Expansions and growing military activity at RAAF Base Amberley has put pressure on the interchange.
The $170 million funding injection also comes as the Ipswich City Council considers a proposal from Lantrak to move 1 million tonnes of landfill each year to rehabilitate the New Hope coal mine at Jeebropilly.
According to the application more than 250 heavy vehicles would transit the highway each day.
The government says the Cunningham Highway upgrade will “improve travel reliability and reduce congestion”.
It is expected the Queensland Labor Government will match the funding to start the $340 million project.
Federal Labor MP Shayne Neumann confirmed his party would offer bipartisan support and also commit to fixing the highway in a “major boost for the economic capacity of the Ipswich region”.
“The road takes 2700 heavy vehicle movements a day, and plays a significant role in transporting people and freight between Brisbane and Sydney,” he said.
“These vital upgrades to the Cunningham Highway have long been identified on Infrastructure Australia’s Infrastructure Priority List.
“That’s why it’s disappointing the Turnbull LNP Government have had to be dragged kicking and screaming to fund this project.”
Become an entrepreneur
OLDER residents in Ipswich will be encouraged to become entrepreneurs so they can stay in the workforce longer.
The Federal Government will roll out 20 new entrepreneurship facilitators across the regions over the next four years.
Ipswich, along with central Queensland, Ballina and Tweed, will benefit from the program.
The small business experts will teach mature-age people how to start and maintain sustainable businesses.
The Federal Government has set aside $2.7 million in the 2018-19 financial year for the project.
A further $15 million will fund the program until June of 2022.
The government has also committed to continuing the Job Change project that assists mature-age workers to remain in the workforce as retirement and pension ages creep upwards.
Amberley cashes in on Defence spending
RAAF Base Amberley will take a share in millions of dollars in upgrades in the Defence portfolio.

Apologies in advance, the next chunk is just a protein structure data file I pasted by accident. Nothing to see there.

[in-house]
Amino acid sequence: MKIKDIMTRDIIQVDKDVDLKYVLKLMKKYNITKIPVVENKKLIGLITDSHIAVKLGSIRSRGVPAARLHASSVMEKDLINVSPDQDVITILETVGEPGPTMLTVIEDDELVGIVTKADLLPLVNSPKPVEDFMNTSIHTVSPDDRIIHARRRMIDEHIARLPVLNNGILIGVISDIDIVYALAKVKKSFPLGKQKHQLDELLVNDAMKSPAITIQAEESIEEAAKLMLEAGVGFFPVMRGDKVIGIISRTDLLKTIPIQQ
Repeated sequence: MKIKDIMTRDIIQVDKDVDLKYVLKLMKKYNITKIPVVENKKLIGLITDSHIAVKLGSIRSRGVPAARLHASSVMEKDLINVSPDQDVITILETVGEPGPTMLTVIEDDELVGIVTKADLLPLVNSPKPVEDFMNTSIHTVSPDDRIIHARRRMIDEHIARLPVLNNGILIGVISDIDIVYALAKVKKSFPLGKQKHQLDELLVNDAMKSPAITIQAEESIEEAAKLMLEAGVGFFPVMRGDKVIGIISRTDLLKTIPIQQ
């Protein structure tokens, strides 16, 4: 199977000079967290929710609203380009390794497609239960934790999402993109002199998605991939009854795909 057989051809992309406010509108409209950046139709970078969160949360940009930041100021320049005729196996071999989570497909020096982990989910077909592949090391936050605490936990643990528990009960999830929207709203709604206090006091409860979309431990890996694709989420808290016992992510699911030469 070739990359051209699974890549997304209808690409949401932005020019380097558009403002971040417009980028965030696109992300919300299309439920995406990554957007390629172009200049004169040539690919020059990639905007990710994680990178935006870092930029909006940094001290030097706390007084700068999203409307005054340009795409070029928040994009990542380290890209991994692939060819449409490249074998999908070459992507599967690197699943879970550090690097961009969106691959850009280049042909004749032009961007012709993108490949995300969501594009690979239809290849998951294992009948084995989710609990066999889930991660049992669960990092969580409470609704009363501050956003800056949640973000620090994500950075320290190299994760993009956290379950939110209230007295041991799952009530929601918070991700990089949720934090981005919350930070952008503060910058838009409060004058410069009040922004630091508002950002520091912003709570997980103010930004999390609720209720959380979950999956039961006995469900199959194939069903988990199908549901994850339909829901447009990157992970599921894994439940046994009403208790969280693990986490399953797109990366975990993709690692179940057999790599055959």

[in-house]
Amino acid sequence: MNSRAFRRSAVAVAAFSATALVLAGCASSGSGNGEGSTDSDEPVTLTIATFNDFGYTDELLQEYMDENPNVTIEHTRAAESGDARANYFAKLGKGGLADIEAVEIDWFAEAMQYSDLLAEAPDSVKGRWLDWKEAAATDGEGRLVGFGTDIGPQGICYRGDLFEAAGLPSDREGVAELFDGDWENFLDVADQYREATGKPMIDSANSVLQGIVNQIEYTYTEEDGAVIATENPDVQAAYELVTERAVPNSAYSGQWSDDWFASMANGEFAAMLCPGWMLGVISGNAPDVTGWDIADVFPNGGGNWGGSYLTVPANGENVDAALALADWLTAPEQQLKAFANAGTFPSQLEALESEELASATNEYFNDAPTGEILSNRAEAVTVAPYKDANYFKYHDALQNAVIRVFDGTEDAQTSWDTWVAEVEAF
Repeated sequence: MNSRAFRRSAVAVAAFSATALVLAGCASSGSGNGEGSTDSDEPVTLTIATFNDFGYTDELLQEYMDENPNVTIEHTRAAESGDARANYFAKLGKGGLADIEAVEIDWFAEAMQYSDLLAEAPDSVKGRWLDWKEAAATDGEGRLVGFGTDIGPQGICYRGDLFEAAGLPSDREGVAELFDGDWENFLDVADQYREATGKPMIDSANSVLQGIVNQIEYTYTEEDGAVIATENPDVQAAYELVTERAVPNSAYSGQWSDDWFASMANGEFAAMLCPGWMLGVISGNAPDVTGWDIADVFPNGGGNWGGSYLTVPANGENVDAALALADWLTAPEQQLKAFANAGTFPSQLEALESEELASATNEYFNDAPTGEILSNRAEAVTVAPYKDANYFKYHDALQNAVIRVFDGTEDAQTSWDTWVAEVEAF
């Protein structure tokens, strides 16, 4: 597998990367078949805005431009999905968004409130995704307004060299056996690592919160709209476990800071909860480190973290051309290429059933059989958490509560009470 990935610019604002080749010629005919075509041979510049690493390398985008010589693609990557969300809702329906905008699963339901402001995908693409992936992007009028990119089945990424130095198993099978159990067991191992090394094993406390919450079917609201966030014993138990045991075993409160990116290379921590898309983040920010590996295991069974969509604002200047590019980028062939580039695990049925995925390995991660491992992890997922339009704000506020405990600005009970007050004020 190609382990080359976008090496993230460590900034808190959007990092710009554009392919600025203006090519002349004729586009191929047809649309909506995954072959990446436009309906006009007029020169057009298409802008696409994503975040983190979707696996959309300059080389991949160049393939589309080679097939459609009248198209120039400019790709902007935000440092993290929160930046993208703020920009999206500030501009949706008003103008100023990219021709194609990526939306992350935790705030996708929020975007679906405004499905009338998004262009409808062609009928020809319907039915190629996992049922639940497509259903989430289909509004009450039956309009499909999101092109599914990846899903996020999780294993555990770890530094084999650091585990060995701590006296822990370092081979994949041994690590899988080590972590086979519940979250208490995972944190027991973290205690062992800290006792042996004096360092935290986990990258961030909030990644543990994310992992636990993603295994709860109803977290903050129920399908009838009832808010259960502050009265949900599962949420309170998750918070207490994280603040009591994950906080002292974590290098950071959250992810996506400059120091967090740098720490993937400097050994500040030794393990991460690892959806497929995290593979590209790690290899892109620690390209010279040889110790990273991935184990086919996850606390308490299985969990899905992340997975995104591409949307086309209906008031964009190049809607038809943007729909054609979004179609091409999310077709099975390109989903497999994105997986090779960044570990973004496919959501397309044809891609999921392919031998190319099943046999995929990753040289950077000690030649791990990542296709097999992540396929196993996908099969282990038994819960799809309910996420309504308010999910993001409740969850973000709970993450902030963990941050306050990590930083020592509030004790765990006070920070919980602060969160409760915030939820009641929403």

A new Air Traffic Control Radar will be installed at Amberley as part of an estimated $96 million investment in new technology across several bases.
Working accommodation, maintenance, warehousing and training facilities will be built to support the introduction of the Growler Airborne Electronic Attack Capability aircraft.
The project is scheduled for completion by early 2021.
A C-17 maintenance facility, aircraft apron and associated infrastructure will also be constructed.
It is scheduled for completion by early 2019.
Australia’s largest solar farm planned near Ipswich
Somerset already hosts a number of energy projects including hydroelectric plants at Wivenhoe Dam and Splityard Creek Dam.Contributed
AUSTRALIA’S largest solar farm has been proposed for a rural site near Ipswich.
The proposed plant, east of Harlin along the D’Aguilar Highway, would have final capacity of 1,500 megawatts, six times larger than its closest rival.
Plans include two substations and the capacity to hire to 60 people.
The Sunraysia solar farm in NSW is Australia’s largest under construction, at 250 megawatts.
Other Australian solar farms of up to 1,000 megawatts have been proposed.
Somerset Mayor Graeme Lehmann said it was a complex development application from Ethos Urban planning consultants.
The company has been involved in other large infrastructure projects throughout Australia, on behalf of Sunshine Energy Australia Pty Ltd.
“We understand the attractions of the site include its proximity to the existing high voltage power network and proximity to Brisbane,” Cr Lehmann said.
“The site has been largely cleared in the past and is within one hour of the 570 MW pumped storage hydroelectric plant at Splityard Creek which is also in the Somerset Regional Council area.
“The development application includes two substations, facilities for up to 60 employees and provision for battery storage.”
“The application has been referred to various government departments and agencies for their input and we will carefully assess it against our planning scheme like any other proposal.”
Somerset Regional Council is reviewing the application.
Education City link approved by Ipswich Council
A FOOTPATH that will link Springfield’s Education City to the Robelle Domain Parklands in Springfield Central has been approved by Ipswich City Council.
Plans were lodged by Springfield Land Corporation on February 2 this year and first approved on February 26.
However Ipswich City Council did not approve the use of Hoop Pines to landscape the pathway.
After some negotiating a new decision notice was issued on April 9 with the condition stipulating that Hoop Pines were not to be used deleted.
The land where the pathway is being constructed is lot 810 Sinnathamby Boulevard, Springfield Central.
Described as an open space boulevard pathway, the public concrete path and associated landscaping work has been approved in full subject to conditions.
Footpath lighting is to be installed, and a spotter catcher is to be engaged to supervise vegetation removal and ensure any native fauna including native bees are identified and relocated.
The spotter catcher is to submit a report before and after vegetation clearing works are undertaken detailing what wildlife has been identified and preventative and remedial actions taken to ensure animal safety.